Corruption significantly impedes poverty alleviation efforts and overall development in Africa. It acts as a major obstacle by diverting resources away from those who need them most, perpetuating cycles of poverty, and undermining socio-economic progress.
Addressing poverty* and corruption requires a comprehensive approach that includes legislative and policy frameworks, good governance, ethical leadership, moral and societal values, and community engagement.
This is the key proposal of a new book “The Nexus between Poverty and Corruption: Quo Vadis?" published recently by Cambridge Scholars Publishing.
Edited by Pregala Pillay and Chris Jones from Stellenbosch University and Sakhile Zondi and Purshottama Reddy from the University of KwaZulu-Natal, the book delves into the unique challenges African countries face as they try to combat corruption-induced poverty. It offers a perspective that acknowledges the continent's diversity and the specific dynamics at play in different contexts.
“Presenting case studies from various African nations, the book makes it clear that reducing poverty effectively in the continent requires a concerted effort to combat corruption at multiple levels, accompanied by ethical leadership, community involvement, and strategic policy interventions," say the editors.
They add: “The book also emphasises that we need a profound shift in political and managerial will, which, historically, has been somewhat disappointing across the continent. To truly make progress, there must be a genuine commitment from political leaders and government officials to combat corruption effectively. This entails stringent enforcement of anti-corruption measures, transparent governance, and a commitment to the rule of law.
“This publication comes at an opportune time if one considers that 534 million out of the 1,1 billion poor people around the world live in sub-Saharan Africa, according to the latest global Multidimensional Poverty Index. Rooting out corruption would go a long way toward lifting them out of poverty and achieving the Sustainable Development Goal of No Poverty by 2030."
Comprising 17 chapters, the book explores several key themes such as how corruption undermines poverty alleviation efforts by diverting resources, distorting policies, and perpetuating inequalities; legislative and policy measures aimed at combating corruption within African governments and public sectors; the significance of ethical leadership and moral values in promoting good governance; the role of community engagement, societal values, and identity politics in the fight against corruption and poverty; and the potential of technology as a tool for transparency, accountability, and reducing corruption.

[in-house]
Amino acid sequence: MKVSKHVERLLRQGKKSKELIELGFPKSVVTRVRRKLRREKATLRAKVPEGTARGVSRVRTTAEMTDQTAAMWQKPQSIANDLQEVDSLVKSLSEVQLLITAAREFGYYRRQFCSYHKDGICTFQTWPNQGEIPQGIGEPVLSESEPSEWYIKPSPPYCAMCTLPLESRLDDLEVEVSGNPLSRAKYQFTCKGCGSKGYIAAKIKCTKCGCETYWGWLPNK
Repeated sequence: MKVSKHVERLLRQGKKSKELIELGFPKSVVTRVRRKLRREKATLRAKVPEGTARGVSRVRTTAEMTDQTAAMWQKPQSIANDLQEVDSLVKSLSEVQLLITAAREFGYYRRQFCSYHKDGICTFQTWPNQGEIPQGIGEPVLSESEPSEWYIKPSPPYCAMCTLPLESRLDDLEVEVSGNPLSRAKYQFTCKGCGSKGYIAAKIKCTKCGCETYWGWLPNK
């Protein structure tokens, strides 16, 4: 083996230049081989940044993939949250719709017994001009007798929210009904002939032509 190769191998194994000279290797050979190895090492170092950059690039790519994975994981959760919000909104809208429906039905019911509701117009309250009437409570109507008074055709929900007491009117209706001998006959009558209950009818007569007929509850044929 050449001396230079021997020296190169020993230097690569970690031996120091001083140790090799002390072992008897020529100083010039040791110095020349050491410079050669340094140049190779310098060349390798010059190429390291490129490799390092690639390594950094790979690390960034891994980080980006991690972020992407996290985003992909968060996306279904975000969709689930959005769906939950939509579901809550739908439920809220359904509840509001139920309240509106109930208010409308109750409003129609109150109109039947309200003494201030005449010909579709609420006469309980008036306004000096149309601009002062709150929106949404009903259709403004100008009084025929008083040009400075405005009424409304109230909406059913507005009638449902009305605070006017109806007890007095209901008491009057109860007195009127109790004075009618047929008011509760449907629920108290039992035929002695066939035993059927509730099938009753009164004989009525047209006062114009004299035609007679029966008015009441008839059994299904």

According to the editors, the book moves beyond broad generalisations, by offering context-specific insights into how corruption impacts poverty at the local, regional, and national levels by highlighting the diverse ways in which corruption manifests and its implications for poverty in different African countries.
It also examines the role of moral values and character in combating corruption and alleviating poverty.
“The book underscores the importance of ethical leadership and societal values in shaping behaviours and fostering a culture of integrity. This perspective highlights the need for a bottom-up approach to tackle corruption, emphasising the moral foundations upon which anti-corruption efforts should be built.
“One of the central lessons from the book is the imperative of changing mindsets, particularly among the electorate and voting public. It contends that for meaningful progress to occur, the voices of the poor, indigent, and marginalised must be heard and valued as key stakeholders in the fight against poverty and corruption.
“Recognising the agency of these communities is essential because they have the power to drive change by actively participating in the processes that enhance their quality of life."
The editors point out that since upholding the rule of law is a cornerstone of any effective strategy to combat corruption and alleviate poverty, the book highlights the necessity of accountability mechanisms such as establishing and enforcing legal frameworks to ensure public functionaries are held responsible for their actions.
“Underscoring the significance of adhering to international conventions, frameworks, and agreements established globally to combat corruption, the book advocates for international cooperation and partnerships with development agencies and developed countries to aggressively respond to poverty alleviation and corruption eradication in Africa. These global alliances can provide the necessary resources, expertise, and support to address these challenges effectively."
The editors say the book will appeal to students, academics, policymakers and government officials, development practitioners, business and industry, community leaders and activists, as well as non-governmental organisations engaged in advocacy, development work and anti-corruption initiatives.
*The International Day for the Eradication of Poverty is observed annually on 17 October. Click here for a News24 opinion piece by Prof Pregala Pillay (School of Public Leadership) and Dr Chris Jones (Systematic Theology and Ecclesiology / the Unit for Moral Leadership) on how corruption perpetuates poverty. The original version is available here.